The Project for Excellence in Journalism’s eighth annual “State of the News Media” includes new survey data that confirms mobile apps need to serve consumers’ immediate needs for local information, including weather and restaurant listings.
The findings reveal that weather and business data, along with local news, traffic and public transportation information, are key interests of the local mobile audience.
The Pew survey, “How mobile devices are changing community information environments,” is based on landline and mobile phone interviews with 2,251 adults. Only a small percentage of respondents rely on a mobile device as their primary news source, but 47 percent say they get some local news from a smart phone or tablet.
The audience searching for local information on mobile devices is significant and that percentage will continue to grow.
The leading mobile needs are “practical and in real time,” the report says:
“Forty-two percent of mobile device owners report getting weather updates on their phones or tablets; 37 percent say they get material about restaurants or other local businesses. These consumers are less likely to use their mobile devices for news about local traffic, public transportation, general news alerts or to access retail coupons or discounts.”
In each category there are opportunities for local media, but also challenges posed by more recent, but already entrenched digital competitors. To develop a local app strategy built around these topics requires both delighting readers with quality content and design and serving their basic information needs.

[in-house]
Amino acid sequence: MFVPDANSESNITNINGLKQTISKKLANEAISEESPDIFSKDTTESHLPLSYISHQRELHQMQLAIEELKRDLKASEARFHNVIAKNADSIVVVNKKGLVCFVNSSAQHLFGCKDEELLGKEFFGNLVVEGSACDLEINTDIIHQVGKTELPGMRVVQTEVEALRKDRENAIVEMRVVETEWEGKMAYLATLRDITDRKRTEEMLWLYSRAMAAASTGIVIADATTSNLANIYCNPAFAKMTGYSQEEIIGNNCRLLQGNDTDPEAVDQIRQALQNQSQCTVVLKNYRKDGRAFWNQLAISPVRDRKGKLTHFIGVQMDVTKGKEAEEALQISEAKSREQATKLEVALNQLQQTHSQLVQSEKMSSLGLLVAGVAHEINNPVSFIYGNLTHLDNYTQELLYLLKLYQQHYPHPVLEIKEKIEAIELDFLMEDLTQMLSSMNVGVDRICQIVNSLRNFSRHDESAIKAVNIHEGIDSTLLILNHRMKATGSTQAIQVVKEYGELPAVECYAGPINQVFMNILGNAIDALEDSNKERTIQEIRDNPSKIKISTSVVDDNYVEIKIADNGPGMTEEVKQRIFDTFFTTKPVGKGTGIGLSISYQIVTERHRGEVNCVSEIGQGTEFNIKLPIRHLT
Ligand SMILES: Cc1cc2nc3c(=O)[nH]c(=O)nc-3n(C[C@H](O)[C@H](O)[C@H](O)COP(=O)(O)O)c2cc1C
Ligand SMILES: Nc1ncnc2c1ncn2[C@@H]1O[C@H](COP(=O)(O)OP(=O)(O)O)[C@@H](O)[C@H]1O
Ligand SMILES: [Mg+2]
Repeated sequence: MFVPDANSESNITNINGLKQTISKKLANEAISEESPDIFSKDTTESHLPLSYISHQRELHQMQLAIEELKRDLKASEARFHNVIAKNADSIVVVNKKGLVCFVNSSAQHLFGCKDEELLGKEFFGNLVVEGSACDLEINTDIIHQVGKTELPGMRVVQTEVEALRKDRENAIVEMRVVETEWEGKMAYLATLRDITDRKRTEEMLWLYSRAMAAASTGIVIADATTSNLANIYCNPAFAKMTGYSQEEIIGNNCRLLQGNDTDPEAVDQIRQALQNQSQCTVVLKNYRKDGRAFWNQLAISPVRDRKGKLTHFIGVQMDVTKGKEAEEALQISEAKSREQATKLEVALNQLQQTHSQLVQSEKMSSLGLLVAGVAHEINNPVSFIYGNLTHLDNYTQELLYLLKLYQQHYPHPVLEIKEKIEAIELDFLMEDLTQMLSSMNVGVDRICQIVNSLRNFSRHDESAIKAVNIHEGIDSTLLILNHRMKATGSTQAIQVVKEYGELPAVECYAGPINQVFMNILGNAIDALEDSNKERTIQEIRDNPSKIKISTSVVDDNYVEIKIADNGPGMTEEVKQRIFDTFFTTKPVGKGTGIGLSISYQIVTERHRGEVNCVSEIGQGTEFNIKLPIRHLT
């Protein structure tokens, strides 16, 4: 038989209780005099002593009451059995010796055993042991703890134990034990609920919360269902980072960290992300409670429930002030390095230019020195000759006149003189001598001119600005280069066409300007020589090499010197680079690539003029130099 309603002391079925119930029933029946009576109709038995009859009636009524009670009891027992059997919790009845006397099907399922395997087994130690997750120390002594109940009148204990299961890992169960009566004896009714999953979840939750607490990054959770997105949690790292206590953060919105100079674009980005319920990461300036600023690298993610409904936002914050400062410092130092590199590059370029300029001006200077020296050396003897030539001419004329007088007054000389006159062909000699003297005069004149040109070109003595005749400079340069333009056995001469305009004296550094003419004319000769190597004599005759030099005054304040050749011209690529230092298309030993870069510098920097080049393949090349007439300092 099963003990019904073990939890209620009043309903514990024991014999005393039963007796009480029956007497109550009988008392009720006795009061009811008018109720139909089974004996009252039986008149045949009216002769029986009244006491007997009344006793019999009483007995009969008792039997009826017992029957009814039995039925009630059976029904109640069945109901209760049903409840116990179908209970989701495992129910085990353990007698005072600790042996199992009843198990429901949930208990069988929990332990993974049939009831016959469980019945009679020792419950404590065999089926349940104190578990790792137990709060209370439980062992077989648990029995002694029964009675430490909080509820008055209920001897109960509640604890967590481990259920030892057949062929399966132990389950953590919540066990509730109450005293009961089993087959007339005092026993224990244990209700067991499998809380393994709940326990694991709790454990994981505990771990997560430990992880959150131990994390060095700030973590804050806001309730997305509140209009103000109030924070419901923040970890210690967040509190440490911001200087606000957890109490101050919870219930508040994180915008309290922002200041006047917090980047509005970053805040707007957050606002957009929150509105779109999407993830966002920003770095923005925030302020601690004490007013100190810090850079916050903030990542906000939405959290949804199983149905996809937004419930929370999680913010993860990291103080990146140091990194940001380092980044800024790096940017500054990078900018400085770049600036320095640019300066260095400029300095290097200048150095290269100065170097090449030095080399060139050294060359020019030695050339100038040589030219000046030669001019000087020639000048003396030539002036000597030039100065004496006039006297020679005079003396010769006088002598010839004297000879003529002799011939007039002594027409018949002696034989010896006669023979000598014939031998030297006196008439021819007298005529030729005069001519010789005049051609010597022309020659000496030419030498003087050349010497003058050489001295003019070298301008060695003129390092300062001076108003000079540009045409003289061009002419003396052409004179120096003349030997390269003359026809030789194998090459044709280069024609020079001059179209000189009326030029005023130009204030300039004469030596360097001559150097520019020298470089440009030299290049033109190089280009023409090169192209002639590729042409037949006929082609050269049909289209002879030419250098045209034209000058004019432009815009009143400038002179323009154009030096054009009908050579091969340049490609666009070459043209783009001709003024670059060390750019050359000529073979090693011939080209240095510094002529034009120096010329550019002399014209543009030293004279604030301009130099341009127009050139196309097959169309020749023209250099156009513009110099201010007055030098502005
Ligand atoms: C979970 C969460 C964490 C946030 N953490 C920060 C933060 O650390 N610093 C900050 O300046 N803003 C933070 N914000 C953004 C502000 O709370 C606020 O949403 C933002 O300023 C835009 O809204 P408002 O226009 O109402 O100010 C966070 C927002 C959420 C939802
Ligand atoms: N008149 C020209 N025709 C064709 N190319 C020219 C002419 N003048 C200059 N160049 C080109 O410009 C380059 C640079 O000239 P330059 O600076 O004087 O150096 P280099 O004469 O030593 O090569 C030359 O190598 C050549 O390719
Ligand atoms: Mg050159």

Some news outlets are already doing this well, but the Pew report provides a clear road map and an added sense of urgency.
Forty-two percent of mobile phone and tablet users surveyed check weather on their mobile devices.
Three words: The Weather Channel. Local media cannot hope to compete with a TV network devoted to weather — especially one with a strong mobile strategy. Last year, The Weather Channel app for iPhone topped 10 million downloads.
I have not done an audit of every available mobile phone news app, but from a spot check it looks to me like broadcasters are more likely to have decent mobile weather offerings than newspapers. Generally, weather features in newspaper apps are more common among outlets using larger mobile vendors such as Verve.
Mobile managers — especially at newspapers — should work to get the fundamentals into their apps: current temperature, short-term forecasts, severe weather alerts and local radar maps. If you can serve that basic need, readers will be satisfied even if they turn to competitors for more in-depth information when a major weather event is on the way.
But for really local differentiation, try integrating a local weather blogger, columnist or short video forecast into the experience. That type of narrative content may not appeal to every mobile user, but it will help develop an identity for your app.
The Pew report indicates weather is a popular topic, a fact that has been born out in both app downloads and past surveys. But a few more details would be helpful in developing a mobile strategy. At a minimum: What weather information is enough for the typical reader on a typical day?
Thirty-seven percent of mobile phone and tablet users look for restaurant and other local business information.
Yelp has a national scale and a critical mass of reviews. That makes its service good enough at a local level to be useful to many readers. Other directory services, from Google Maps to Foursquare, are also active in the local market.